Burnett has not beaten the Red Sox while wearing a Yankees uniform. In fact, the Red Sox have beaten on him with relentless regularity. In eight starts with the Yankees against Boston, Burnett has an 0-4 record and an 8.86 ERA. For the Yankees, this has been a most discouraging development -- and surprising, too, in light of the fact that Burnett had success against the Red Sox when he was pitching for the Toronto Blue Jays.
Burnett was not at all pleased when a question was asked that included a reference to his previous success against Boston.
"I'm not in Toronto anymore," Burnett said. "I'm tired of hearing that."
Burnett chalked up his problems on Wednesday to "missed locations," which was not a disputable point. "When you don't make pitches, they're going to hit you," Burnett said, which was also a reasonable description of the two-step process that occurs when he faces the Red Sox.
On Wednesday night, Burnett vs. Boston was just a little worse than usual, from the Yankees' standpoint. Burnett gave up eight runs (seven earned) in 5 2/3 innings.
This raised the inevitable question: For $82.5 million, couldn't you fairly expect an occasional victory over your biggest rival and major divisional opponent? Yes, that would seem like a modest return on that sort of investment.
An 8.86 ERA against Boston was certainly not what the Yankees had in mind when they gave Burnett a five-year deal worth $82.5 million. With these long-term pitching contracts, so often the pitcher you hope for is not exactly the pitcher you get. Or in this case, A.J. Burnett pitching against the Red Sox, the pitcher you hope for is not remotely the pitcher you get.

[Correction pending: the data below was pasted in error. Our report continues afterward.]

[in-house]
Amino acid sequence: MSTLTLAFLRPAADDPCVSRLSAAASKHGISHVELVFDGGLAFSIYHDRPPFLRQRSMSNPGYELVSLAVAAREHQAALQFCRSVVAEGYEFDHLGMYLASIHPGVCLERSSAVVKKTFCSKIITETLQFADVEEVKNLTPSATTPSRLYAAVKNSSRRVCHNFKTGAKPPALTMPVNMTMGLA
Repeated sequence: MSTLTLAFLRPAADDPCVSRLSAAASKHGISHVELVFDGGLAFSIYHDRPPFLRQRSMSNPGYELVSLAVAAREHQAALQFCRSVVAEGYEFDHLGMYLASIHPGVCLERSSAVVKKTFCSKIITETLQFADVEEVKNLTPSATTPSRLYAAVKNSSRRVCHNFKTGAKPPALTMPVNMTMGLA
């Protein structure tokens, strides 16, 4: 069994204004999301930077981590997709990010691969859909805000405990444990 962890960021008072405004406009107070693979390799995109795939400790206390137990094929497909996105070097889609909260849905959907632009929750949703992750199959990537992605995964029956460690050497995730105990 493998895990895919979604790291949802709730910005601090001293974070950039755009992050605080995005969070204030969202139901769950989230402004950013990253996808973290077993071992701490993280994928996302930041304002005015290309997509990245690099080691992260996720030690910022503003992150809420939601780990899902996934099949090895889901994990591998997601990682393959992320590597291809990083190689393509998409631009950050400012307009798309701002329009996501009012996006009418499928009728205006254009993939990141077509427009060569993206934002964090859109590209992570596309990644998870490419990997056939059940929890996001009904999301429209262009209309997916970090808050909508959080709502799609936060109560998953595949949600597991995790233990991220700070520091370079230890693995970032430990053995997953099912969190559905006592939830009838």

It is true that Burnett was helpful in the Yankees' 2009 run to a World Series championship. And it is true that so far in 2011 Burnett has, for the most part, bounced back from a truly substandard 2010 season. But can a Yankees pitcher be termed successful when he routinely gets battered by the Red Sox? Come on.
Burnett gave up three runs in the first, an unearned run in the second and three more earned runs in the fourth.
"It always comes down to command, and tonight, he just didn't have command of his pitches early on," Yankee manager Joe Girardi said of Burnett.
There should be widespread agreement on this point. As events unfolded on Wednesday night, it became clear that even a merely adequate starting performance could have helped the Yankees win.
On the other side of the argument, ageless knuckleballer Tim Wakefield got swings and misses early and gave his team an outing that was not at all impressive statistically, but it did have the virtue of being better than Burnett's work.
The Yankees aren't usually completely baffled by Wakefield, and they weren't here, either, after the fourth inning. To the Yankees' credit, they came back from a 7-0 deficit to make a game of it for a time. Their rally had the unfortunate side effect of reminding everybody how they could have won if their starter hadn't given up seven earned runs without completing six innings.
But the Red Sox pushed their record to 7-1 against the Yankees this season. The 2009 example must still be used as a cautionary note: That season, the Yankees lost their first eight meetings with the Red Sox, then went 9-1 against Boston the rest of the way.
But the current Yankees can't go 9-1 against the Red Sox with A.J. Burnett going 0-2 against Boston during those 10 games. The math won't stretch that far. After Thursday night, the Yankees and Red Sox won't see each other until early August. The Yankees must hope that by that point, Burnett will have regained that elusive ability to make pitches against the Red Sox.